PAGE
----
There has been a lot of buzz lately about social media marketing (SMM), its impact on business, and the feeling of necessity for companies to have a social-media-marketing-strategy. So I wanted to share my opinion and raise some important questions. First, social media is not Facebook or Twitter. It’s way more than this. But considering we want to limit to most popular tools Twitter, Facebook and Blogging, I still fail to see the impact of SMM on real business measures. Here is my rationale. I will give the case for UAE, representing Arabia.

Twitter: How many Twitter users are there in UAE (the most connected country in Arabia with 76% internet penetration)? 40,000? How many of those are active? 20,000? (If you know specific figures, please let me know). UAE has 3,777,900 internet users. So, with a super successful Twitter campaign, the maximum number of users any business can attract is only 0.5% of internet users. Pretty small number, no?

Facebook: I will not refer to Facebook ads reach, because advertising is not marketing. How many fans did the biggest Facebook campaign attract in UAE? How many of those fans were active? The numbers I have seen were close to 30,000 of active fans (I cannot disclose the campaign for confidentiality purposes). Again, it’s a pretty small number, no?


What I learnt from Sylvester Stallone

| August 25, 2010 – 9:30 am | comment 6 Comments

There’s more depth to Sylvester Stallone’s story than what the movies that he starred in would let you think.

Sly knew what he wanted to do in his life since he was very young: he wanted to be in the movie business. But having little acting experience, a partially paralyzed face, and a slurry speech, he was turned down by hundreds of agent offices. To get one of his first acting jobs, he literally stayed overnight in one of the agents offices. After that nothing more came out for a while. He kept moving forward, rejection after rejection. Meanwhile he was starving, married, broke, jobless and desperate. He refused to get a regular job, to avoid being caught up in the rat race, to avoid being seduced with the comfort of a salary. He wanted to remain hungry for achieving his dreams.

He finally realized it wasn’t working, he changed his approach, he decided to start writing. He wrote a bunch of screenplays, but still, rejection after rejection, he kept trying until he sold 1 screenplay for 100$ (Paradise Alley that was shot a few years later). He kept going. At that time, he barely had 50$ on him. He was so broke he couldn’t even feed his dog anymore. He went to a liquor store and sold his dog for 25$. He was so attached to his dog that he went out of the liquor store and wept like a kid. It was the lowest point of his life.

Get off your chair and start selling!

| August 24, 2010 – 10:04 am | comment No Comments

Whether you started your business because you have a particular skill, a certain passion or out of frustration from your 8-5 job, you need to be constantly wearing the salesman hat; Why? simply because the lack of cash will kill your business. Cash is the oxygen to your business, once you run out of it, you run out of business. And constant selling is one of the best way to secure the cash.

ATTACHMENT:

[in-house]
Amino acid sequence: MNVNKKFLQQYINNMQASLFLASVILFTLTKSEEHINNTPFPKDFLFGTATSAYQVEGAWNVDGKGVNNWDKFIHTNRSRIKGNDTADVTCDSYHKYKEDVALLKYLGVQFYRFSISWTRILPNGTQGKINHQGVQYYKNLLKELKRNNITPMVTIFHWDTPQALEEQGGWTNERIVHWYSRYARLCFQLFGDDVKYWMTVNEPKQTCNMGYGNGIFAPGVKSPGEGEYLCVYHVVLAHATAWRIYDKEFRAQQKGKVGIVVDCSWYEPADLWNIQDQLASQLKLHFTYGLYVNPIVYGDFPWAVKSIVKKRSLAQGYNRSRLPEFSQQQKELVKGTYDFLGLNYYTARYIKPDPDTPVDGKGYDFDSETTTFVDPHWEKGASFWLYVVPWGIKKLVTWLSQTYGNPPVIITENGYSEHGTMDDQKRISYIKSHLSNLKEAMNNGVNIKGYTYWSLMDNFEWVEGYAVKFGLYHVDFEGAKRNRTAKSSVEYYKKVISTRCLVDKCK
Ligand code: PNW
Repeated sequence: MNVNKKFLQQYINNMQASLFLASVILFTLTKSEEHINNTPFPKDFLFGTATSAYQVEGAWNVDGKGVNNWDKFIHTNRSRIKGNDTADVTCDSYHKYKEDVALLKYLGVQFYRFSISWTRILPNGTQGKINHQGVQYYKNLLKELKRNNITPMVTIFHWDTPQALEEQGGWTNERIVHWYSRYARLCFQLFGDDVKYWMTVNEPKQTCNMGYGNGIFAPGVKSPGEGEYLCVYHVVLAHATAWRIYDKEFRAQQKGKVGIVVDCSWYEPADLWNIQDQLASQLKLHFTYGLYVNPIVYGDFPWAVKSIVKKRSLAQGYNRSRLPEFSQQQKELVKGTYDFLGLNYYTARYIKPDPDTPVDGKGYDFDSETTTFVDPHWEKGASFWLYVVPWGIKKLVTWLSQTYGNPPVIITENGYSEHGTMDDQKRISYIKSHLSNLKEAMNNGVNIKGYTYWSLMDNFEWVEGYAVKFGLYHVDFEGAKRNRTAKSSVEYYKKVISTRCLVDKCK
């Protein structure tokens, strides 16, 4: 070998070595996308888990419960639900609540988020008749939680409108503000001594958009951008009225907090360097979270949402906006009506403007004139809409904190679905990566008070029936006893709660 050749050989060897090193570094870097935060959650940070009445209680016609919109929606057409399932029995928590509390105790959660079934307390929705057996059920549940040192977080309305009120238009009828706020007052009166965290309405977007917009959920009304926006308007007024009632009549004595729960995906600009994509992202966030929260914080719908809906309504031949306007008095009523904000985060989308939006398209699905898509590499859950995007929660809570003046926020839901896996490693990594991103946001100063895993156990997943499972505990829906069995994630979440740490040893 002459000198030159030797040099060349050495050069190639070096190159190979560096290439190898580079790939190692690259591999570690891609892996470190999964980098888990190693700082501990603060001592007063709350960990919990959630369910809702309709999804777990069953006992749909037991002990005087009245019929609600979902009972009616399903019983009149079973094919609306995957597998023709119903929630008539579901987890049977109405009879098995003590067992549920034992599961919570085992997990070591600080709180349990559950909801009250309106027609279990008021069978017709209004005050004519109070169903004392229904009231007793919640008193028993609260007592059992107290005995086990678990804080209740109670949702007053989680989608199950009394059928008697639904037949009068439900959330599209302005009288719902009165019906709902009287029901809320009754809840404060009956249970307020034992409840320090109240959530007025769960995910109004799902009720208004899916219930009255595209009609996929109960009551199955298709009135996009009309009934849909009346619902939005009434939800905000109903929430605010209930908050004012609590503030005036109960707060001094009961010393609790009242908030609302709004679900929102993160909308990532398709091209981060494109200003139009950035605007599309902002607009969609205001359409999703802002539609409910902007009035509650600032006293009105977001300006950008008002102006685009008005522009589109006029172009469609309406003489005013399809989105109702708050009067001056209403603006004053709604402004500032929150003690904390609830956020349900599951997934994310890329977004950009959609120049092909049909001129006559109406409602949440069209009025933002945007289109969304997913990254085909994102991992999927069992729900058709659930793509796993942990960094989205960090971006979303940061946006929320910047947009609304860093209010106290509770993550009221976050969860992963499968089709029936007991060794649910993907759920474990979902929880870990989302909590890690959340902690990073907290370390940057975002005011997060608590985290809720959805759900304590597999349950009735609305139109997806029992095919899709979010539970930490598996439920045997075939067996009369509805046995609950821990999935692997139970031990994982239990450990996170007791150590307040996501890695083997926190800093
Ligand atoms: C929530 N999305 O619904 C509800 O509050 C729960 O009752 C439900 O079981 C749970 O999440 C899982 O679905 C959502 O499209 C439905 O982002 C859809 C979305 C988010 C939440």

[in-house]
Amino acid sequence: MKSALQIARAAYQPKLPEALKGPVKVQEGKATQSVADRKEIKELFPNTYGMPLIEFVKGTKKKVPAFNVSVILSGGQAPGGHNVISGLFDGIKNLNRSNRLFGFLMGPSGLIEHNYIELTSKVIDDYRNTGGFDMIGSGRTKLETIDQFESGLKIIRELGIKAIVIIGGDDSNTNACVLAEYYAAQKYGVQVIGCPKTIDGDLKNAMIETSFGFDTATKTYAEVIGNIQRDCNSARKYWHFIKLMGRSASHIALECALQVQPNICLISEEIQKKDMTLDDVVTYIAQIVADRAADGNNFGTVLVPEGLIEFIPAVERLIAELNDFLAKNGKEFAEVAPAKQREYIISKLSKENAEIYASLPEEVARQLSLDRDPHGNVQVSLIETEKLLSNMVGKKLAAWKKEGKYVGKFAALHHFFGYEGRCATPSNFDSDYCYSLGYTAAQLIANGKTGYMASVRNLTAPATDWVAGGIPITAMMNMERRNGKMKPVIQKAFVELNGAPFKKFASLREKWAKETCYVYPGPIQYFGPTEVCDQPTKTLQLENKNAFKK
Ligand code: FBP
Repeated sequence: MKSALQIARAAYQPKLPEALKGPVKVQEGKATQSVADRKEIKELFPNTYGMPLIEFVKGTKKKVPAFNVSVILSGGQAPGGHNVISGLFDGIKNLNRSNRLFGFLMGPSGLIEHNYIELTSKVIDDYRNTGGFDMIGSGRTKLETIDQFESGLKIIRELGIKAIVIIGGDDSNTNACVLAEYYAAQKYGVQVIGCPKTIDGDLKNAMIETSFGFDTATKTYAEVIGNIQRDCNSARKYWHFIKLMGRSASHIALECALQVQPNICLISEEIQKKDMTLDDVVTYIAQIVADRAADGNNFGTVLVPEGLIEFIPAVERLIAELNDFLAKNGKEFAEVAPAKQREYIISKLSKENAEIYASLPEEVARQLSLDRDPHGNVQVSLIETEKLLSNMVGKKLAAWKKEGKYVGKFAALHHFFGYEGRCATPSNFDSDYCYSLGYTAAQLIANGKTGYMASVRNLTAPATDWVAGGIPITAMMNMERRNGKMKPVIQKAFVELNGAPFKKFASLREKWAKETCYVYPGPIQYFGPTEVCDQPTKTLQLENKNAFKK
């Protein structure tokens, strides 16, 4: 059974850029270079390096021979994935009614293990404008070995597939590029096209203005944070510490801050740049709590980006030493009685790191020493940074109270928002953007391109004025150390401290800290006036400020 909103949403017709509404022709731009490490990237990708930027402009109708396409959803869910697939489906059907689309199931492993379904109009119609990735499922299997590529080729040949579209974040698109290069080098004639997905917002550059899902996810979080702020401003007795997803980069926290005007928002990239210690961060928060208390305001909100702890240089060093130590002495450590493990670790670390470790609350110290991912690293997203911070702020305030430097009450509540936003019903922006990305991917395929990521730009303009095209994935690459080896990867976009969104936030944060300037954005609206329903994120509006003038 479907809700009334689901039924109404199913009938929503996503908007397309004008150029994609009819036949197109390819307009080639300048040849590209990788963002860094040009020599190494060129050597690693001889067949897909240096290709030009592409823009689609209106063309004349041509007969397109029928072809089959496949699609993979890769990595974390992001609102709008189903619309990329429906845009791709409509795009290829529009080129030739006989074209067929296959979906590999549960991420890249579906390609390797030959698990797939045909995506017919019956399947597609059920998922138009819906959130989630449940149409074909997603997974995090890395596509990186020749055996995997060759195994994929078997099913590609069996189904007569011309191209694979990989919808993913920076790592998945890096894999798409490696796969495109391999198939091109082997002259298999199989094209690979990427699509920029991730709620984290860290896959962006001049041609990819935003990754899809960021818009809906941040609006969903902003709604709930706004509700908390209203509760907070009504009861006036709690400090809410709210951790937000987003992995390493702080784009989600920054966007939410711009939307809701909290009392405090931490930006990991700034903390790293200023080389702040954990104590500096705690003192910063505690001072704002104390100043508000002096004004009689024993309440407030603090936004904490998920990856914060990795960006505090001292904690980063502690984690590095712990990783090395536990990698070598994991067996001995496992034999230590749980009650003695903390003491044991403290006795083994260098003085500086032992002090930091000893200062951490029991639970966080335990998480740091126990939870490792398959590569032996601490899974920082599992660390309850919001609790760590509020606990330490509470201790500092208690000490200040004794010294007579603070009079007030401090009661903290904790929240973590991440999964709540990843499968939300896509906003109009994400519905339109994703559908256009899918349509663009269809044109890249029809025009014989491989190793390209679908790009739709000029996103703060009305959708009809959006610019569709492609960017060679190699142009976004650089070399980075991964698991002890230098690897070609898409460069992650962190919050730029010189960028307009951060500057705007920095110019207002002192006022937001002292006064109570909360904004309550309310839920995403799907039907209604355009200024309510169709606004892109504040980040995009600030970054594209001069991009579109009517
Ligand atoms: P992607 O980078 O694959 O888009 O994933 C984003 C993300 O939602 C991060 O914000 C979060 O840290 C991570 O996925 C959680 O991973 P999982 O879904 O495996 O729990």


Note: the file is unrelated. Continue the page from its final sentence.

As a founder, a business owner or a business partner, your job is to constantly secure enough cash for your business. Business won’t show up to your door. Users will not turn into $$ with a magic wand. People do not care about you. So get off you chair, go out and sell.

Put a target to meet 10 prospects, 20, even 50 per month. It’s a numbers game, out of 10 prospects, maybe 1 will become a customer (so 10% acquisition rate), maybe 2, or 5. You will only know by trying. And the good news is, your acquisition rate will eventually get higher with proper focus, constant learning, and practice.


Protect your revenue base with the long tail strategy

| August 23, 2010 – 11:16 am | comment 1 Comment

In short and simple terms, the long tail strategy consists of selling a huge number of items in relatively small quantities. Items can be products or services. Quantities can also refer to prices.

As an example, and generate most of their revenue by selling a huge variety of products that are in low demand or have low sales volume. Google makes most of its advertising revenue not from large advertisers, but from the hundreds of thousands of small advertisers.


The importance of laser beam focus

| August 22, 2010 – 11:14 am | comment No Comments

I can’t stress enough the importance of business focus. Lack of focus can literally make or break your business, especially as a young fragile startup, with limited resources.  It is very important to focus on your core strength, on your unique selling proposition, on a specific feature set, on your specific target audience, core product… whatever it is, just focus all your energy on that one thing and become the best at it.

When laying out the business model, and the financial forecast, it is easy to assume that out of all your potential customer base, you will get x% and project some monthly revenue numbers around them. However, when it comes to starting up a business, although focusing on revenue is a great thing, it is still not focused enough.

Consider focusing more by asking: which target audience is it best to focus on? which sector or industry? which product will you sell? Once you identify your target audience, sector and product, my tip is to go even a level deeper: Focus on getting 1 customer first, just 1 customer. Focus all your efforts, resources on getting that first customer. Hustle, follow up and do anything to close that first deal. Then, and only then, move on and focus on getting the 2nd customer, then 5 customers, then 10 and so on…